An office park may seem an unexpected place for tacos bearing notes of Ethiopian berbere spice. Yet here they are: Find these tortilla-wrapped, spice-laden morsels at Carver Park, inside the breakfast-and-lunch counter deli that Fana Yohannes runs with her husband, chef James Rowland, on a quiet street off Walnut Hill Lane.
Yohannes is behind the counter, just as she has been since they opened the first of two locations in 2014. She and her husband met in the overlapping swirls of the restaurant world, when she was managing the front-of-house at York Street and he held the position of executive chef at Beau Nash in the Hotel Crescent Court. “Carver [is] James’s vision of what he wanted to do: bring healthy, affordable, good food to buildings,” she says.
But to return to the tacos. At some point, around 2016, Yohannes began cooking Ethiopian food and adding it occasionally to the menu at Carver Park. The food of a lunchtime cantina serving almond chicken salad and housemade soups may seem far removed from the gusts of flavor of robustly spiced Ethiopian dishes. But Yohannes gave it a try. She adapted the bites she made at home and applied her own flexible notions of Ethiopian spicing to the democratic, crowd-pleasing form of the taco, a favorite in her home kitchen repertoire.
The berbere-spiced pork shoulder taco was born.
Rowland helps by sous-vide cooking the pork and brisket that undergird the tacos. Yohannes, who grew up in Addis Abeba, but moved to New York at the age of 14, toys with the idea of what she calls Tex-topian cuisine, a mix of Texan (or even Tex-Mex) and Ethiopian cuisine. In the sizable local Ethiopian population that clusters primarily in North Dallas, with restaurants found around upper Greenville Avenue, nothing quite approaches the fusions of Yohannes and Rowland. They’ve experimented with empanadas, whose filling was berbere-spiced lentils in a dough laced wheat with teff flour, the staple Ethiopian grain.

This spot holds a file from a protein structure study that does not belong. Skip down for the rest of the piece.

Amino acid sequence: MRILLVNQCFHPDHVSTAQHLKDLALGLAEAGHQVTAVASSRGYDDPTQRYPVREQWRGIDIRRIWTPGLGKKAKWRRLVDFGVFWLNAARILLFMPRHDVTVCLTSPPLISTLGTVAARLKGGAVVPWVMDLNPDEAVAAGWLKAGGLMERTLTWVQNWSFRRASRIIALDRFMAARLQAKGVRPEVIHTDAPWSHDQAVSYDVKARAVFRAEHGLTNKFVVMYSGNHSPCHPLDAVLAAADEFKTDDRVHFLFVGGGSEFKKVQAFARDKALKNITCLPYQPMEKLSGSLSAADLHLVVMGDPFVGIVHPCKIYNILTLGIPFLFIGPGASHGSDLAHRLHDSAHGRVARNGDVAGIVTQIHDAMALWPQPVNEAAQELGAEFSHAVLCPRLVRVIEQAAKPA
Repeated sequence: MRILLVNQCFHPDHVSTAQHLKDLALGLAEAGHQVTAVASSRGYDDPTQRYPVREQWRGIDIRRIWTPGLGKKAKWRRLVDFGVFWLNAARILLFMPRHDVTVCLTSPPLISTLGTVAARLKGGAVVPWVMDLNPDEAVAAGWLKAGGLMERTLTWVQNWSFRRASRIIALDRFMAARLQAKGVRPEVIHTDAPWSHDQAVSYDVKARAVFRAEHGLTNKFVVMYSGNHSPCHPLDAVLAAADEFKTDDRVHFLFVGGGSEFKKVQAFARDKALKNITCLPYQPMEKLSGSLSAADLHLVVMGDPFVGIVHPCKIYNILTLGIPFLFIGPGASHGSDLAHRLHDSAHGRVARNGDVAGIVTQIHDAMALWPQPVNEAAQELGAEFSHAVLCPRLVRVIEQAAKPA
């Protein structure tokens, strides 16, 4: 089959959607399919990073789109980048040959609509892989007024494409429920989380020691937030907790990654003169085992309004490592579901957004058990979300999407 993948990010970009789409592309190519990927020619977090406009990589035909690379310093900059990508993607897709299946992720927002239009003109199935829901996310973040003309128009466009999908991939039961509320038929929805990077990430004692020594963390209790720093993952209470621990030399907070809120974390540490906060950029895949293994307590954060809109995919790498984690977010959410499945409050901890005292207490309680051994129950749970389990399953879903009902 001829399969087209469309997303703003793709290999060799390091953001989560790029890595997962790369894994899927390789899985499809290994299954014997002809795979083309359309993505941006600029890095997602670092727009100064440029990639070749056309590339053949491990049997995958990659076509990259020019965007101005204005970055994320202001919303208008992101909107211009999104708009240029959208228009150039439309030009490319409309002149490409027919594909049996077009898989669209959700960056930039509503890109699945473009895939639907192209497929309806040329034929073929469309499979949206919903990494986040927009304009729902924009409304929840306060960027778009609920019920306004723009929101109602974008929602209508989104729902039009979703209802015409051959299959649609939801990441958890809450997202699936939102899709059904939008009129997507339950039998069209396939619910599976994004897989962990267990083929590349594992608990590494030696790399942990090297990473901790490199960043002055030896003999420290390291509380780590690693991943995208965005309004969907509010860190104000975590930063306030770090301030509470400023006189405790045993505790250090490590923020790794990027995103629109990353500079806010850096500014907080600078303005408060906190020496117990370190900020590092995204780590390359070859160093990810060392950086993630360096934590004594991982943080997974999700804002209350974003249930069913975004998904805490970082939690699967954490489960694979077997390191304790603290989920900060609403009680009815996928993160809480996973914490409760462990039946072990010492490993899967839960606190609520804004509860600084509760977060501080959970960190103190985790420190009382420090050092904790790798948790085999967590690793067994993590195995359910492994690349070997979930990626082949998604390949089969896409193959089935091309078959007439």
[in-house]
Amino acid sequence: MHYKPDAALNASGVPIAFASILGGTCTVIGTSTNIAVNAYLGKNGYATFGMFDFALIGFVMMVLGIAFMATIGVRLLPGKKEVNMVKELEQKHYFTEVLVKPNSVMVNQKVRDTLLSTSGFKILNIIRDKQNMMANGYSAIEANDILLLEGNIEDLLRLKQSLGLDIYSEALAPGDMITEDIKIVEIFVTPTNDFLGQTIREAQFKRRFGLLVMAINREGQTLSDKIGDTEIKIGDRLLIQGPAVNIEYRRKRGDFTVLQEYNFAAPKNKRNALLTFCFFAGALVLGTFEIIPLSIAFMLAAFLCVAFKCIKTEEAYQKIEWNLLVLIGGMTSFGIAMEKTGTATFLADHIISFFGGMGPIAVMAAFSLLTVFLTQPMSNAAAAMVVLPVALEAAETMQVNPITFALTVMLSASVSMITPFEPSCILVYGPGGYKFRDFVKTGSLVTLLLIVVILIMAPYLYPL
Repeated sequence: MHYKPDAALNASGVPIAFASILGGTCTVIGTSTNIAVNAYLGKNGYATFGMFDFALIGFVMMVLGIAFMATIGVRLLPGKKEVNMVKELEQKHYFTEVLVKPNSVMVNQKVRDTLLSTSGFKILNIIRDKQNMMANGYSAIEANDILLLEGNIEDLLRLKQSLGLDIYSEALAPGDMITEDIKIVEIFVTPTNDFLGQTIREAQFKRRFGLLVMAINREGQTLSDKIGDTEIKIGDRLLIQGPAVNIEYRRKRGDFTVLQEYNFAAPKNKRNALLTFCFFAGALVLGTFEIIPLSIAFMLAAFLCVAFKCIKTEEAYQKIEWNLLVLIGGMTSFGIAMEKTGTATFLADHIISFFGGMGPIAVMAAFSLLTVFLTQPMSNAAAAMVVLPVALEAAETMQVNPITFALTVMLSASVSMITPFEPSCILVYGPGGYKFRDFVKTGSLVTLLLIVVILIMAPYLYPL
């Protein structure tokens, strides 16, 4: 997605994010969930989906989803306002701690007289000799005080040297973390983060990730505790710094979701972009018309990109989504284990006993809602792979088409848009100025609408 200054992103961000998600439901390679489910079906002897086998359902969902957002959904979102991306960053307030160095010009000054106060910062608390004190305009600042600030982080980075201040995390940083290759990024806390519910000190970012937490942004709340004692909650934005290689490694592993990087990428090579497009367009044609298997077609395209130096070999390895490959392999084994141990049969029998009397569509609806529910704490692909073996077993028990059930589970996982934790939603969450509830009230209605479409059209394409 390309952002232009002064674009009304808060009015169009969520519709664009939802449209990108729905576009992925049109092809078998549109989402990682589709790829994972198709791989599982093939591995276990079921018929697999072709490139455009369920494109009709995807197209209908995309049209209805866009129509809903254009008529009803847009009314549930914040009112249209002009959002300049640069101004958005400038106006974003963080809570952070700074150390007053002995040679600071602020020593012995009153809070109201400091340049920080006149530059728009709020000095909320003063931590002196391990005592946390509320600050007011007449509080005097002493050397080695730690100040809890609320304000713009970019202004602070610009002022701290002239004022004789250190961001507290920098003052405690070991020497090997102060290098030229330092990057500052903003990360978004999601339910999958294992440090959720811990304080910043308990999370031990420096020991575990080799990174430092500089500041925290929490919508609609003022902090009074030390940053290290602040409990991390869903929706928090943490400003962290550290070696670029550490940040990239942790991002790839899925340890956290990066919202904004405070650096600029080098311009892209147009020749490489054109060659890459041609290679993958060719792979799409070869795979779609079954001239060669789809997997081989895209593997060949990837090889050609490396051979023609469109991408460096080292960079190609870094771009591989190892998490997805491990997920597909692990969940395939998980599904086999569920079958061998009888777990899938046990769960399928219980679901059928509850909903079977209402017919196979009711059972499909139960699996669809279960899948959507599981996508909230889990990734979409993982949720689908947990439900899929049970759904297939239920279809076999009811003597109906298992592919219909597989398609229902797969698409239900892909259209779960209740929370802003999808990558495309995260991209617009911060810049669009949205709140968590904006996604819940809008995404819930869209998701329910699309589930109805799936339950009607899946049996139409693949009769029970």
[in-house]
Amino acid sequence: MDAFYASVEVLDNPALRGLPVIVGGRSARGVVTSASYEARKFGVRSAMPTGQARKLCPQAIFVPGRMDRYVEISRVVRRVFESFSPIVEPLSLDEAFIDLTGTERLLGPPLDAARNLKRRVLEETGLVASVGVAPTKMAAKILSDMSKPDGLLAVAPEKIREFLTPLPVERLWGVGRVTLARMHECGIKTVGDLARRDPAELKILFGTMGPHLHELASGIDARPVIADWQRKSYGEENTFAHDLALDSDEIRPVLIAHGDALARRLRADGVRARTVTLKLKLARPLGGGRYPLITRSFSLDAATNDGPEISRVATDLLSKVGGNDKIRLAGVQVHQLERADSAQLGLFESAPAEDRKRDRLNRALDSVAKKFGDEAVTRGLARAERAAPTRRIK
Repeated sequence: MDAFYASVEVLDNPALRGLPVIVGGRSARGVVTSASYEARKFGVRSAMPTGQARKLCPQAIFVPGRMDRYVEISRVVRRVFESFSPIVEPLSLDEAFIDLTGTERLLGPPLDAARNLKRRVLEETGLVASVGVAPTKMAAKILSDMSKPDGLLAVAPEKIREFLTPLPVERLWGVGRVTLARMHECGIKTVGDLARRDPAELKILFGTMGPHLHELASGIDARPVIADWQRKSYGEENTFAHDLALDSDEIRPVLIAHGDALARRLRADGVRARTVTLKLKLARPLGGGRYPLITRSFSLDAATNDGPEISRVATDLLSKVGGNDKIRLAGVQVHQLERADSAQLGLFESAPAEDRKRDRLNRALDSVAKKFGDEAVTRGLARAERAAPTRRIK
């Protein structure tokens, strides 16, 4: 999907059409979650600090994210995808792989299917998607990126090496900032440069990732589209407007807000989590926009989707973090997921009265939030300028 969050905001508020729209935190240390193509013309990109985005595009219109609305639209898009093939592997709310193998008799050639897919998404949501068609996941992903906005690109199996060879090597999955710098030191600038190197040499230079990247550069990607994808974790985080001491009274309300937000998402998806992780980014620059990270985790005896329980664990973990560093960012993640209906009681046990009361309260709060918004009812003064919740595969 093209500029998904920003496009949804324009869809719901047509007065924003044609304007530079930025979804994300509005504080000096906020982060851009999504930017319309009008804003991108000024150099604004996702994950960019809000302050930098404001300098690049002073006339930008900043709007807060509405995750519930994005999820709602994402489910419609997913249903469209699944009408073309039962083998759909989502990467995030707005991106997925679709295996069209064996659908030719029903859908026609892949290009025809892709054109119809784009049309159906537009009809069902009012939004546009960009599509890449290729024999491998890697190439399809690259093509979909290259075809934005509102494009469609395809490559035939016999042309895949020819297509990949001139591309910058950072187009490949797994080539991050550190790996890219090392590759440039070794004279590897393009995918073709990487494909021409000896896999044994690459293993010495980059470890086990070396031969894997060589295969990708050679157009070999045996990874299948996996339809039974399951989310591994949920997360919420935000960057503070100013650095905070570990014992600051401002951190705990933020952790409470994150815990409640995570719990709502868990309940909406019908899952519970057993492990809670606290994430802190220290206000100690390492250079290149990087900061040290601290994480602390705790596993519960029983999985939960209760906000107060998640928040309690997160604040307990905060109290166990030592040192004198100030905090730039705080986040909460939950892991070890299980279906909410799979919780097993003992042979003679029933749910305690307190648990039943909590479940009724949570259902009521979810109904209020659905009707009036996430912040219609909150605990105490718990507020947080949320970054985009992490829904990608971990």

“My mother brings my berbere and shiro [from Ethiopia],” Yohannes says. “The main stuff, the berbere and shiro, is homemade by family members.”
Aside from her hybrid taco creations at Carver Park, Yohannes also runs pop-up dinners. Her sit-down, ticketed events have taken place primarily in the Bishop Arts neighborhood (twice at Bolsa, where a bevy of intriguing cocktails accompanied the meal, and at Bbbop last December). The next one, on March 9, will be at Lounge Here in East Dallas.
She’s done these dinners buffet-style or plated, wrestling with the challenge of serving food that is traditionally eaten communally, usually scooped with spongy, tangy, thousand-eye injera bread. To respect the hesitance of certain diners, she tends to plate individually at her pop-ups.
The March dinner will include doro wot, the classic chicken stew with hard-cooked egg, seething in a carmine sauce of berbere spice and clarified butter, which will appear alongside tender, sous-vide lamb, stewed with the lighter turmeric-based Ethiopian profile of onions and garlic or a spicier, zestier version with berbere spice. Her menu includes gomen, collard greens mellow with onion and garlic; azifa, a bright, cold lentil salad with a lemony, mustardy dressing; the spiced red lentils of misir; and kitfo, the elegant Ethiopian beef tartare. The stews take the longest, time and heat softening the edges of spices, creating harmonious medleys mobbed with flavor. Always, she fights against the tendency of these dishes to be over-cooked, retaining their vibrancy rather than letting them melt into disintegration.
Ultimately, her heart bridges both worlds. “The Tex-topian is moving into untraditional,” Yohannes says. But not so foreign. The cardamom, cumin, and smoked paprika are not so distant from the achiote, cumin, and cloves of an al pastor. One of the dishwashers at Carver Park was certain of a hit: “Fana, you and I need to open [your own] place, and we need to call it Ethiopian Tacos—and that’s it.”
“Eventually—I haven’t honed down a place—but I want to do more Tex-topian. I want to incorporate Tex-Mex food with Ethiopian flavors.” Yohannes, like many others, is part of a brave new world seeking connections and broader culinary horizons. Diners will go where the flavor is—and Yohannes’s food is full of flavor.